HPS Dental Explains Consequences of Candy and Sugar

//HPS Dental Explains Consequences of Candy and Sugar

HPS Dental Explains Consequences of Candy and Sugar

Hi, I’m Dr. Heather Pranzarone Stratton at HPS Dental Care. We’re located in Shelby Township, Michigan on 24 Mile Road.  I wanted to answer some of our patients’ questions about why we have gum and candy at the dentist office. We have gum and candy here that is true it is all sugar free. And I wanted to talk a little bit about why we’re promoting gum and candy usage at our office. It tastes good and it freshens our breath. And so that’s all good news.  I actually think I usually carry a pocket or package of it in my pocket. Oh look I do see and here it is.

Basically what it is, it’s a gum and candy by the name of Spry. And it has xylitol in it. Xylitol we know is a naturally derived sweetener, sugar substitute some people call it. It’s derived from corn cobs. We also get the question, well, I’m allergic to corn. I know I used to be allergic to corn, so this was a big concern for me.  But they have, the manufacturers told us, it’s a different protein. The corncob is a different protein than the corn that we eat, the corn kernels that we eat. And so even if you have a corn allergy, it should be fine to eat. Xylitol is a great product in terms of the fact that it tastes good, some people actually bake with it. It has a lower glycemic index than sugar, so a lot of diabetics will use it in their cooking and baking. At very high does, the worst that’s going to happen to you is it’s going to cause a laxative effect. So you probably don’t want to eat bunches and bunches of xylitol in any given day, but we do recommend that you try and have some xylitol-containing product maybe about 5 times a day. Xylitol is found in toothpaste, in mouth rinse, in gum, in mints, nasal sprays; in all of these different types of products. It’s even just found in granulated sugar, I’m going to say. But it’s not sugar. But it’s a granulated xylitol product that you can use to sweeten your coffee, baking, so on and so forth.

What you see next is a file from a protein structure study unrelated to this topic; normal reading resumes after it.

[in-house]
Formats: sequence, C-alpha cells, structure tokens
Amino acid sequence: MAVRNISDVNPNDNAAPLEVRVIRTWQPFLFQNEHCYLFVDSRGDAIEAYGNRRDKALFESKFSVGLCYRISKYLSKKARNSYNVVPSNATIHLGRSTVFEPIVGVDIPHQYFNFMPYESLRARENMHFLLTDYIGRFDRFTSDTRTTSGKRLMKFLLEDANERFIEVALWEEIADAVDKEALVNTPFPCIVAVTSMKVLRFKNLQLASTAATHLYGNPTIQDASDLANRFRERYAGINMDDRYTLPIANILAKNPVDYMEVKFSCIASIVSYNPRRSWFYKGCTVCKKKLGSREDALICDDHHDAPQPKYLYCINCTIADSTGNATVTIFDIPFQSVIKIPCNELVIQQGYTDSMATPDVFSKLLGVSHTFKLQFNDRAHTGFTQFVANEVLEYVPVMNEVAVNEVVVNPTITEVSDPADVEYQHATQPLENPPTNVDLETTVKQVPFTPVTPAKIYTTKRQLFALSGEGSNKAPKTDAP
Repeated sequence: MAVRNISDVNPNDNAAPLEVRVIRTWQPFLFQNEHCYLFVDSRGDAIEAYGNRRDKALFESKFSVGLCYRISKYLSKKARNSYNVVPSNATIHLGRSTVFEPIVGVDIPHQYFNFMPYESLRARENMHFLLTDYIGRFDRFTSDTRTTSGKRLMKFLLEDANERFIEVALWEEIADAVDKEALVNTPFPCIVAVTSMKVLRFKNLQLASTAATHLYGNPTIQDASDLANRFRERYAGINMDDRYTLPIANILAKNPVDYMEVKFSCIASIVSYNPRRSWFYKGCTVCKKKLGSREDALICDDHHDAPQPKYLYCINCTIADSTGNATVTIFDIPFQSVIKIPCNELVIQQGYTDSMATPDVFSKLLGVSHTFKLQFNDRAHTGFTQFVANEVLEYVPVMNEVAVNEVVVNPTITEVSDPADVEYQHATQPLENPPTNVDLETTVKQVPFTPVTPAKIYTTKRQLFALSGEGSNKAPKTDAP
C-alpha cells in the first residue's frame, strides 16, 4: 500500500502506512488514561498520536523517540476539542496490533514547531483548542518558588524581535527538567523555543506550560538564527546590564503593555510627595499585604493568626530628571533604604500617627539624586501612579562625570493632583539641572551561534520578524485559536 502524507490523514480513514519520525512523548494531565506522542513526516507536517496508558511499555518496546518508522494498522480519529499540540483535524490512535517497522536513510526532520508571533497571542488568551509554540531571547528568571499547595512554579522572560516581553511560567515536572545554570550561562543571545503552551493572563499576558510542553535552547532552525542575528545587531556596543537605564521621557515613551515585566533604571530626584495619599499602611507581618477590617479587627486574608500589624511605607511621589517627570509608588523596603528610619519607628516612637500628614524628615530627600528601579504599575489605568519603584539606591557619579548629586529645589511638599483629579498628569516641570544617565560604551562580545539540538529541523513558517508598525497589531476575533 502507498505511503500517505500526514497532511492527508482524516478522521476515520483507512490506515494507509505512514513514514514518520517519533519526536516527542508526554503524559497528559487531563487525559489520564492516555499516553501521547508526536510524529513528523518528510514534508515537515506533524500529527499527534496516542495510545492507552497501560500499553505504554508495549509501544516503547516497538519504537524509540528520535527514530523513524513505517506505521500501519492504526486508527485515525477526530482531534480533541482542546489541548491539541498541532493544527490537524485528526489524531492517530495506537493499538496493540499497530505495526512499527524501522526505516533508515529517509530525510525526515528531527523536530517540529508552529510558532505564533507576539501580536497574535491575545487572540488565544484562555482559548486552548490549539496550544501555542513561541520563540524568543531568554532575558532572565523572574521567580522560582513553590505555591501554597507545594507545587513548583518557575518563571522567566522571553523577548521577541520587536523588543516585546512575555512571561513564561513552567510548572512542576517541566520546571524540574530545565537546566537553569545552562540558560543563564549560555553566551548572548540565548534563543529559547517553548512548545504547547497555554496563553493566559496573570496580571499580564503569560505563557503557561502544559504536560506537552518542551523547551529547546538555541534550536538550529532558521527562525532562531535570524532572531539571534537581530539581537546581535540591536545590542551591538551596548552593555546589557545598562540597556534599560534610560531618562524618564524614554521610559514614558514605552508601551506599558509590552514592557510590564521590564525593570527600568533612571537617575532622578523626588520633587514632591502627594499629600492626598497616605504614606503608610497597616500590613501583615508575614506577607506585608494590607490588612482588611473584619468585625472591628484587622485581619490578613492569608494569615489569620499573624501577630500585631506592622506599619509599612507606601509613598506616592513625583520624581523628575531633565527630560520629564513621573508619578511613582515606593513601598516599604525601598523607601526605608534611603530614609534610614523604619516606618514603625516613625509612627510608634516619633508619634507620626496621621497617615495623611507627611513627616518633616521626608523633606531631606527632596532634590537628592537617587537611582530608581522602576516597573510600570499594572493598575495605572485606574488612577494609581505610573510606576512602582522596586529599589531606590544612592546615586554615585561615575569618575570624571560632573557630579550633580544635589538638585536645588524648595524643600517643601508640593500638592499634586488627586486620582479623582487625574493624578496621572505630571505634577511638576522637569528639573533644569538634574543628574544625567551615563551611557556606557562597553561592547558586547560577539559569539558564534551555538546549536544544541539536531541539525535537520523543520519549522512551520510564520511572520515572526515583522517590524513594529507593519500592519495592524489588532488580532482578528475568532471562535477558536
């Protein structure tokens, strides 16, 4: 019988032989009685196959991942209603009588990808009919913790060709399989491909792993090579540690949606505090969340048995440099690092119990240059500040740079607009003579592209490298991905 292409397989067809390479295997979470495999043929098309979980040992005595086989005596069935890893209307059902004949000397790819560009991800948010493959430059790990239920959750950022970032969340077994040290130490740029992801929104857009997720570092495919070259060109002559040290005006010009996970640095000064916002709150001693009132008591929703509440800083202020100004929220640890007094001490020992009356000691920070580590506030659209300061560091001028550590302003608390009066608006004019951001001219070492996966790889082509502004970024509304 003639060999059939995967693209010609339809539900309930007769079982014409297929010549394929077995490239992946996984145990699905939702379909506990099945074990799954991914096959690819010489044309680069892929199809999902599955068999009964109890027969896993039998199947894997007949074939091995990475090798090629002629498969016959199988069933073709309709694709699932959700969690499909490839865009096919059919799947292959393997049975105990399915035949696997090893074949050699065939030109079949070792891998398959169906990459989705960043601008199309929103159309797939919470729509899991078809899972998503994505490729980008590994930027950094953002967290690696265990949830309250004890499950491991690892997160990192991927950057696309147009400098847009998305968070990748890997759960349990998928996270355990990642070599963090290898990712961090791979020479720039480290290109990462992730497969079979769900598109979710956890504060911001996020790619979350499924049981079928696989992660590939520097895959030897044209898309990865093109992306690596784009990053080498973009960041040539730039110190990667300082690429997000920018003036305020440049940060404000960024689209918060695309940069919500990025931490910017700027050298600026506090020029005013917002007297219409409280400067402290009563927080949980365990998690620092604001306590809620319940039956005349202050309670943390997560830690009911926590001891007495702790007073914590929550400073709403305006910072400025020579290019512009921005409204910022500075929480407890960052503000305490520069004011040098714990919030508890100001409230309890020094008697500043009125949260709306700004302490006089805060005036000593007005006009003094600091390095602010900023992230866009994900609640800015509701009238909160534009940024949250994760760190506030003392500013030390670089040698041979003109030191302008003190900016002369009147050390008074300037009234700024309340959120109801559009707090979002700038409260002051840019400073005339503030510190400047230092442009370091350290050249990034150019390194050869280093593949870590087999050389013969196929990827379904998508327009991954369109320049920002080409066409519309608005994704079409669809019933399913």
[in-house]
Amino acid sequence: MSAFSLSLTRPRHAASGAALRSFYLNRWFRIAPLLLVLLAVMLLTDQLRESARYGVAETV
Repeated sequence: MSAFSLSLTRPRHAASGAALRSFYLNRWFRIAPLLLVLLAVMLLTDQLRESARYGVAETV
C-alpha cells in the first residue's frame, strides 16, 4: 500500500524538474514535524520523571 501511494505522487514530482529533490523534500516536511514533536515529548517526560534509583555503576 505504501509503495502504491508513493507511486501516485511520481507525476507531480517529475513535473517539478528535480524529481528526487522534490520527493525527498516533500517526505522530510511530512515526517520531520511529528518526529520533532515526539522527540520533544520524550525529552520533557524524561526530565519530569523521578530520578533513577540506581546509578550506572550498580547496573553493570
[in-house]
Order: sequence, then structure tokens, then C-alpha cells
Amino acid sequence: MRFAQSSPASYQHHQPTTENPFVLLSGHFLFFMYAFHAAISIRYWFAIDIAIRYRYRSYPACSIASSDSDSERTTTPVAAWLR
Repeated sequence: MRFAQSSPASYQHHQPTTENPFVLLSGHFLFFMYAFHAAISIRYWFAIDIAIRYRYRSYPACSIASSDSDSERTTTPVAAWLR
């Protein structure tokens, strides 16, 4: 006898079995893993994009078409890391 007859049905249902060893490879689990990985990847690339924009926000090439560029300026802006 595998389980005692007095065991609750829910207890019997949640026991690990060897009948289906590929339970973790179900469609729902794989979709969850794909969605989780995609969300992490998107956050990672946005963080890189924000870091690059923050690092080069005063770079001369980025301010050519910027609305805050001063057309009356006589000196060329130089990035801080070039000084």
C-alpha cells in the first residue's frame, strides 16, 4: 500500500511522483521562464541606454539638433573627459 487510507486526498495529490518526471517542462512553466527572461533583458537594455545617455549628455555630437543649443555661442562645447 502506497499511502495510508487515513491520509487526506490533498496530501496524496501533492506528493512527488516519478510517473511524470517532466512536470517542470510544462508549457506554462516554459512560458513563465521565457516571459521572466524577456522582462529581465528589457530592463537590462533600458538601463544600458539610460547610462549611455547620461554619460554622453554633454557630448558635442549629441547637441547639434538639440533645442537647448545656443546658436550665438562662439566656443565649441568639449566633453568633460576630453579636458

It’s a very diverse product. The bacteria go ahead and try to eat the sugar. But when they try to eat that, they can’t digest it. It’s a different formulation than what sugar, sucrose, lactose, fructose, which are all different types of sugars are. It’s a different amount of carbons in these xylitol. So the bacteria now can’t stick your teeth. So when you get that white sticky film on your teeth, which we call plaque that’s caused by bacteria, and it’s caused by that bacteria eating some sort of sugary compound and sticking to your teeth, and that’s what causes gingivitis and decay. So when you eat something, like the candy or mints we have at the office, where you brush your teeth a Xylitol-containing compound that bacteria won’t stick, won’t make that sticky plaque- won’t stick to your teeth, or your tongue. So it’s a great product. So if you want to have some candy or some gum at the dentist’s office, we’re encouraging, that candy. If you have any questions about Spry or anything else that we have here at the office give us a call 248-652-0024.

HPS Dental Explains Consequences of Candy and Sugar

By | 2013-02-13T20:51:41+00:00 February 8th, 2013|Oral Healthcare|Comments Off on HPS Dental Explains Consequences of Candy and Sugar

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